Have you memorized your favorite poem?

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Learning a poem by heart is a lot of fun for some children. For others, however, it leads to great frustration. If memorizing is difficult, a multi-sensory learning strategy can help.

Multi-sensory learning a poem

Reading a poem over and over again is more tiring than learning. Capturing a poem with different senses, on the other hand, is fun and helps you memorize it faster.

But how do you go about it exactly?

Depending on their reading skills, the child reads the poem out loud or has it read out loudly.

Now the child is allowed to express the content of the poem in their own words. This quickly shows whether the child has even understood the meaning of the poem. If not, this is the best opportunity to talk more precisely about the poem and to work on the content together.

Then it can continue:

On a piece of paper, the child creates a grid with one field per stanza. The individual fields are numbered consecutively. Now it is important to find a particularly suitable, memorable picture for each stanza and paint it in the corresponding field. It's fun and especially appeals to the more creative children. Ultimately, however, it does not depend on how well the pictures are painted, but simply that they are a good reminder ...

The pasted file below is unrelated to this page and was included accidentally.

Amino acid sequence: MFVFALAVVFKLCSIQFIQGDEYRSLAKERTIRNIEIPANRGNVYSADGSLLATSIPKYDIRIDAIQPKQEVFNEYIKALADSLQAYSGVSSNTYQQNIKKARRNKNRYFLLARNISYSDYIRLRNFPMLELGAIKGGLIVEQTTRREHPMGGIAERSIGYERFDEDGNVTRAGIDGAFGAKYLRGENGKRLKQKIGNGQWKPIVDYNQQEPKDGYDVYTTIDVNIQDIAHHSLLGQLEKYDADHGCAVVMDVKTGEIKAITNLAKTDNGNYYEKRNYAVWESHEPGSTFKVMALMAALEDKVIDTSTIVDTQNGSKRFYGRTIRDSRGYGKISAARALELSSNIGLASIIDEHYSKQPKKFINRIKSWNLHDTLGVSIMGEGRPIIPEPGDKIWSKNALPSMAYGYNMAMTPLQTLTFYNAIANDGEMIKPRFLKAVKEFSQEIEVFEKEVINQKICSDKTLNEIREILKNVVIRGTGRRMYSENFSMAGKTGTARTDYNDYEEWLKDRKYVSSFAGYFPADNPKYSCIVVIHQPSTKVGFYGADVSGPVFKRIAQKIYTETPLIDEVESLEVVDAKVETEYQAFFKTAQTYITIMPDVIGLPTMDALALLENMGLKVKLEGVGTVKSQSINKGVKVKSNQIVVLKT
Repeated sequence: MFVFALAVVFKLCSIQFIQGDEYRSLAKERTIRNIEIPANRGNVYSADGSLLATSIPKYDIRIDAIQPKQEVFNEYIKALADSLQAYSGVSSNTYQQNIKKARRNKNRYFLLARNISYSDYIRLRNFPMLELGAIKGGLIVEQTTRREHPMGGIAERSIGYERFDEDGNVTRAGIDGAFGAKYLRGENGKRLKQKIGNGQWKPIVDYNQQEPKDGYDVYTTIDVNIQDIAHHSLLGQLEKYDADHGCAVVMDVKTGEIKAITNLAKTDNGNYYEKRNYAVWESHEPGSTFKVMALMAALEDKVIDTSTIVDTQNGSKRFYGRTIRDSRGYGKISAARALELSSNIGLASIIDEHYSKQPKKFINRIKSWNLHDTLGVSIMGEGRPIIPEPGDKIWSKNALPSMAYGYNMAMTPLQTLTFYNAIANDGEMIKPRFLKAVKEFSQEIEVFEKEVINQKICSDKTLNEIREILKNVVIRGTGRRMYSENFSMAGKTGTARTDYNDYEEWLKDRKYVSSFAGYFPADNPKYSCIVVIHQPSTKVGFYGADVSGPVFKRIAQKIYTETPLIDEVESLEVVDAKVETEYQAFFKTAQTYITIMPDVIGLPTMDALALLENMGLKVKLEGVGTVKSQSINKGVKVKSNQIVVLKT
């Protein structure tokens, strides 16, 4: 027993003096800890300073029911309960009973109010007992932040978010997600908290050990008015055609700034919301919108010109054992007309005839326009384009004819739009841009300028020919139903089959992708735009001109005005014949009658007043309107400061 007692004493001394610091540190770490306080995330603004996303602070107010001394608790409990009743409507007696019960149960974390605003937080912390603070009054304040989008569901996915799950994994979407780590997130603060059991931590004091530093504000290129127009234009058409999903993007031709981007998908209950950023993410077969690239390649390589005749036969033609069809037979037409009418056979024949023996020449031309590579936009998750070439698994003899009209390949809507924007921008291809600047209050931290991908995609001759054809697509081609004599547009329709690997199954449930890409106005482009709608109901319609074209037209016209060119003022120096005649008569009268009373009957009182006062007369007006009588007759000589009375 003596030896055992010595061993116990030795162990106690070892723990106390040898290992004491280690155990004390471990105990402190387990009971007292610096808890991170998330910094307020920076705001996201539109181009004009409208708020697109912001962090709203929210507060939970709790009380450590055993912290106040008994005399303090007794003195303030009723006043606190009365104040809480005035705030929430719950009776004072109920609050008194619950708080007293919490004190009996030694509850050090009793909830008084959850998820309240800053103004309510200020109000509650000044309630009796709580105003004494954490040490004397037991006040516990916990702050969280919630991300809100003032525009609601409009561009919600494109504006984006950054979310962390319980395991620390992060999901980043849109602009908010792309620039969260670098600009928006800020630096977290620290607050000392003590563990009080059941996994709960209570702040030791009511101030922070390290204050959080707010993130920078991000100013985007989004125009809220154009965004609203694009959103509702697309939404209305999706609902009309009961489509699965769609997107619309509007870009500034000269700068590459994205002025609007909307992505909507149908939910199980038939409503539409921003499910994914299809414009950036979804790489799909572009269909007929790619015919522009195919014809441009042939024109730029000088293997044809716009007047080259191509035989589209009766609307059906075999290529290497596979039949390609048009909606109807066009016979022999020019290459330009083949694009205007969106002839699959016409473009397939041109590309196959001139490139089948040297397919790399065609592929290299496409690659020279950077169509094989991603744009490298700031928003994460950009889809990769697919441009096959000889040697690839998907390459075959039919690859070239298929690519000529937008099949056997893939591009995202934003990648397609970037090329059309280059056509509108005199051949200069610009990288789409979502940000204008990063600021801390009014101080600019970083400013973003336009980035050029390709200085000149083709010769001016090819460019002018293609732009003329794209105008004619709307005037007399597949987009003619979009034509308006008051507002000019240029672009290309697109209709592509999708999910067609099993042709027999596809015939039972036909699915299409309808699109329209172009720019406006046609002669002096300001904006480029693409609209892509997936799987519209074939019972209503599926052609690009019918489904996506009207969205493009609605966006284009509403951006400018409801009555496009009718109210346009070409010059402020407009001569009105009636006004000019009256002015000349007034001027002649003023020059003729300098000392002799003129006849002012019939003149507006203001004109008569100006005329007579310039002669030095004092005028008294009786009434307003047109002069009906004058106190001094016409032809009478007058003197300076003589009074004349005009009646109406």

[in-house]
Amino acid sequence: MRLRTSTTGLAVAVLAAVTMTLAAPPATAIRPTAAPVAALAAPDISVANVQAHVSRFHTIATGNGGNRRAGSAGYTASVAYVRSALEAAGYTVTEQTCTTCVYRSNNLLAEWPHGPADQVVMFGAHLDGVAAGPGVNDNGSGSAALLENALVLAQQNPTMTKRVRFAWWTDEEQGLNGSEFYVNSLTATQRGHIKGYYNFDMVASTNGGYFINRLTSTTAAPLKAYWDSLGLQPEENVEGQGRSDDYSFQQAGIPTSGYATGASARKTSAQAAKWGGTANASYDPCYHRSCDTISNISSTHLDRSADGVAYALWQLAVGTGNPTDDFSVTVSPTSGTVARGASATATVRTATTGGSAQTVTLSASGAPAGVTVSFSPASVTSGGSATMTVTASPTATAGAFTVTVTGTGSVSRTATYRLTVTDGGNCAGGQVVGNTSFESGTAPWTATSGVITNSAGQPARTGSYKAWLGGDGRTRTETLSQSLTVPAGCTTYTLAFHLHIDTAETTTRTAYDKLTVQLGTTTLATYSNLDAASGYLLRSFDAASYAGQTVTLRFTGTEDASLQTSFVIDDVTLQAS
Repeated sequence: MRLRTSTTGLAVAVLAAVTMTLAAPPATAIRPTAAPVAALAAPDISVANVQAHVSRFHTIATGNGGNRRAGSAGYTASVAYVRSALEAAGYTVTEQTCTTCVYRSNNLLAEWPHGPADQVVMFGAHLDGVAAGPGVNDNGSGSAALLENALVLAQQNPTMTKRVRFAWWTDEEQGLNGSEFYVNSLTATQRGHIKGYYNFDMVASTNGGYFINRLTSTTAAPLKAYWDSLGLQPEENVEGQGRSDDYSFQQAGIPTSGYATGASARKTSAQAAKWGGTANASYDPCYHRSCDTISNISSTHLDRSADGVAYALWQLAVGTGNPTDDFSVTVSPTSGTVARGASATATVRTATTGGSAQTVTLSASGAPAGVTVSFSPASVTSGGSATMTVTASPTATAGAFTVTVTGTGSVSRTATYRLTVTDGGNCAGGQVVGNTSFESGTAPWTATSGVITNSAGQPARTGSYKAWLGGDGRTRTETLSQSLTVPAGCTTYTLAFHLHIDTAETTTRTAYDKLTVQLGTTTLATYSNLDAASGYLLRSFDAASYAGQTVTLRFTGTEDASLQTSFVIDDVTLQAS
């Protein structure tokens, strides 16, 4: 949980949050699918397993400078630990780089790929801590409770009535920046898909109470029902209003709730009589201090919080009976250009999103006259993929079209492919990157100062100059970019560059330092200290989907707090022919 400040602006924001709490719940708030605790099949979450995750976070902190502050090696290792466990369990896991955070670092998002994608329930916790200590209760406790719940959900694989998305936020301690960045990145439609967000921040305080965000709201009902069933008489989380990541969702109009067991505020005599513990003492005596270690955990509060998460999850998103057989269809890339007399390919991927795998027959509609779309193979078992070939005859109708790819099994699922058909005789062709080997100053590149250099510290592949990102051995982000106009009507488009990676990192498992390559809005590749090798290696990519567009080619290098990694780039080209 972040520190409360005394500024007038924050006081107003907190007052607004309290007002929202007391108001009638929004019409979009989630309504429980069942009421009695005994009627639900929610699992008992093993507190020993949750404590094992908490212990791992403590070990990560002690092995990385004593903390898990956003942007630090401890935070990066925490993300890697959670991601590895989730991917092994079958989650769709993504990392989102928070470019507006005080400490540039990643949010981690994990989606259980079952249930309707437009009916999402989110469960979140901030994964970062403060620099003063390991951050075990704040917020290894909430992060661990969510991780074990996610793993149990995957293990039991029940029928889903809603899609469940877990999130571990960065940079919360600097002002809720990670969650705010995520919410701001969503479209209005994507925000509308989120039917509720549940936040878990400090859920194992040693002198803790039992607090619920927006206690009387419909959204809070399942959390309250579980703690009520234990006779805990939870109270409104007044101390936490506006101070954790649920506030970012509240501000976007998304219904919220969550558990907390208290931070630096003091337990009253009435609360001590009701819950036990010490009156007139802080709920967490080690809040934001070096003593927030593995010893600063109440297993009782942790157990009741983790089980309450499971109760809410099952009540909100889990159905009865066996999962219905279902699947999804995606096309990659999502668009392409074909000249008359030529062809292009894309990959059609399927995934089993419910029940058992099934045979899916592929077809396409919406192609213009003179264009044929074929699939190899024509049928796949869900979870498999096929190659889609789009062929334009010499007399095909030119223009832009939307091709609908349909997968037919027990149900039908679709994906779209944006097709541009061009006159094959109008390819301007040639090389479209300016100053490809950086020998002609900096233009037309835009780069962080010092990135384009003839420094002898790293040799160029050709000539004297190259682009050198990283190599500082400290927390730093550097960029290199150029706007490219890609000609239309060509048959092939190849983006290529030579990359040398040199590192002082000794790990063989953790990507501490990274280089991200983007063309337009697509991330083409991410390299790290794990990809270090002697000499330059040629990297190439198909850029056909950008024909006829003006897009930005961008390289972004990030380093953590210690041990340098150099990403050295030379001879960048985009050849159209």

Now the child can first say the rhyming words of the first stanza aloud several times. If you like, you can also write it in the picture.

Now the child reads the first stanza of the poem several times, leaving the text more and more and instead using the picture as a reminder. Movement also helps: the child will soon be able to walk around to the rhythm of the poem or run on the spot while reciting and only use the picture they have drawn.

When the first stanza "sits", the same procedure continues with the next stanza. Don't forget to repeat the first stanza too! Little by little, all the stanzas are processed and internalized. Finally, recite the poem without help - great, it works!

PS: Maybe someone will recognize which poem our cover picture could belong to? Find the solution here 🙂

Image source: LegaKids Stiftungs-GmbH